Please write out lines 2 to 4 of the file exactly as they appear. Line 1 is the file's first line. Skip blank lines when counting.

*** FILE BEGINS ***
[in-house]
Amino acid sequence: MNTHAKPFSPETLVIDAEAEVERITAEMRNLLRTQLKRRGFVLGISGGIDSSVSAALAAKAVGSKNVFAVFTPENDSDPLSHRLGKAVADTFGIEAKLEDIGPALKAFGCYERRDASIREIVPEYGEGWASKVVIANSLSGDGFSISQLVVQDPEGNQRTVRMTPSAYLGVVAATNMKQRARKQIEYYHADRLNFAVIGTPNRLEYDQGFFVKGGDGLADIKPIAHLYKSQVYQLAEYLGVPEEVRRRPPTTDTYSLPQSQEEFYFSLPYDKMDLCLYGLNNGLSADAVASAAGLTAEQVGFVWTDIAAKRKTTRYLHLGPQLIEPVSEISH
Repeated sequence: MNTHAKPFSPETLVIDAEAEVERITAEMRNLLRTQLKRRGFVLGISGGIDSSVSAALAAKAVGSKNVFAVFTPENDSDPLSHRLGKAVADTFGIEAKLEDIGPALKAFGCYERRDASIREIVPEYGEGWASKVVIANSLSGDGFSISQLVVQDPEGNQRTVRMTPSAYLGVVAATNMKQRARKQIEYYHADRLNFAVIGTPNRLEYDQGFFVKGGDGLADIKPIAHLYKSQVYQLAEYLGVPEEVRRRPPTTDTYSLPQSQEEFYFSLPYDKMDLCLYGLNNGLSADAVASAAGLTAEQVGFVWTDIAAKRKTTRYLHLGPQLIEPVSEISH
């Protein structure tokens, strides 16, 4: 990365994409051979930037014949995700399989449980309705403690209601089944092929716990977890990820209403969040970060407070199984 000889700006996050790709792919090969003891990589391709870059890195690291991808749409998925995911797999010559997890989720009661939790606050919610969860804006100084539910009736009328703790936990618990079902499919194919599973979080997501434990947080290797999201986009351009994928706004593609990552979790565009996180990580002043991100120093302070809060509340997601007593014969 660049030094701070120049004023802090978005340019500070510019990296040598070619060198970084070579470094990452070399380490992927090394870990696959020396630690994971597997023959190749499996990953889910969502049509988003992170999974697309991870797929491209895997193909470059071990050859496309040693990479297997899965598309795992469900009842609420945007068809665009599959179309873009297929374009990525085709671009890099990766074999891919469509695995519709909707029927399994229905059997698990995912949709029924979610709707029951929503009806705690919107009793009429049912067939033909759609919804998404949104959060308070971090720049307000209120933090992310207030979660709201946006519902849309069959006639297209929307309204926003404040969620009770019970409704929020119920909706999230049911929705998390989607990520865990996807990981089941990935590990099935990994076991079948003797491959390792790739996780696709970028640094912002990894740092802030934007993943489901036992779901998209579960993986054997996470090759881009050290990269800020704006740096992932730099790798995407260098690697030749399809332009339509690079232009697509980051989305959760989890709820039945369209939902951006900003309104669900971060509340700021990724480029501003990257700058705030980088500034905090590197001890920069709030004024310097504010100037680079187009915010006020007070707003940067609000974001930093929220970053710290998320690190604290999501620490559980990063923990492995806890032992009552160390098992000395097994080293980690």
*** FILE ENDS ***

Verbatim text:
Amino acid sequence: MNTHAKPFSPETLVIDAEAEVERITAEMRNLLRTQLKRRGFVLGISGGIDSSVSAALAAKAVGSKNVFAVFTPENDSDPLSHRLGKAVADTFGIEAKLEDIGPALKAFGCYERRDASIREIVPEYGEGWASKVVIANSLSGDGFSISQLVVQDPEGNQRTVRMTPSAYLGVVAATNMKQRARKQIEYYHADRLNFAVIGTPNRLEYDQGFFVKGGDGLADIKPIAHLYKSQVYQLAEYLGVPEEVRRRPPTTDTYSLPQSQEEFYFSLPYDKMDLCLYGLNNGLSADAVASAAGLTAEQVGFVWTDIAAKRKTTRYLHLGPQLIEPVSEISH
Repeated sequence: MNTHAKPFSPETLVIDAEAEVERITAEMRNLLRTQLKRRGFVLGISGGIDSSVSAALAAKAVGSKNVFAVFTPENDSDPLSHRLGKAVADTFGIEAKLEDIGPALKAFGCYERRDASIREIVPEYGEGWASKVVIANSLSGDGFSISQLVVQDPEGNQRTVRMTPSAYLGVVAATNMKQRARKQIEYYHADRLNFAVIGTPNRLEYDQGFFVKGGDGLADIKPIAHLYKSQVYQLAEYLGVPEEVRRRPPTTDTYSLPQSQEEFYFSLPYDKMDLCLYGLNNGLSADAVASAAGLTAEQVGFVWTDIAAKRKTTRYLHLGPQLIEPVSEISH
């Protein structure tokens, strides 16, 4: 990365994409051979930037014949995700399989449980309705403690209601089944092929716990977890990820209403969040970060407070199984 000889700006996050790709792919090969003891990589391709870059890195690291991808749409998925995911797999010559997890989720009661939790606050919610969860804006100084539910009736009328703790936990618990079902499919194919599973979080997501434990947080290797999201986009351009994928706004593609990552979790565009996180990580002043991100120093302070809060509340997601007593014969 660049030094701070120049004023802090978005340019500070510019990296040598070619060198970084070579470094990452070399380490992927090394870990696959020396630690994971597997023959190749499996990953889910969502049509988003992170999974697309991870797929491209895997193909470059071990050859496309040693990479297997899965598309795992469900009842609420945007068809665009599959179309873009297929374009990525085709671009890099990766074999891919469509695995519709909707029927399994229905059997698990995912949709029924979610709707029951929503009806705690919107009793009429049912067939033909759609919804998404949104959060308070971090720049307000209120933090992310207030979660709201946006519902849309069959006639297209929307309204926003404040969620009770019970409704929020119920909706999230049911929705998390989607990520865990996807990981089941990935590990099935990994076991079948003797491959390792790739996780696709970028640094912002990894740092802030934007993943489901036992779901998209579960993986054997996470090759881009050290990269800020704006740096992932730099790798995407260098690697030749399809332009339509690079232009697509980051989305959760989890709820039945369209939902951006900003309104669900971060509340700021990724480029501003990257700058705030980088500034905090590197001890920069709030004024310097504010100037680079187009915010006020007070707003940067609000974001930093929220970053710290998320690190604290999501620490559980990063923990492995806890032992009552160390098992000395097994080293980690």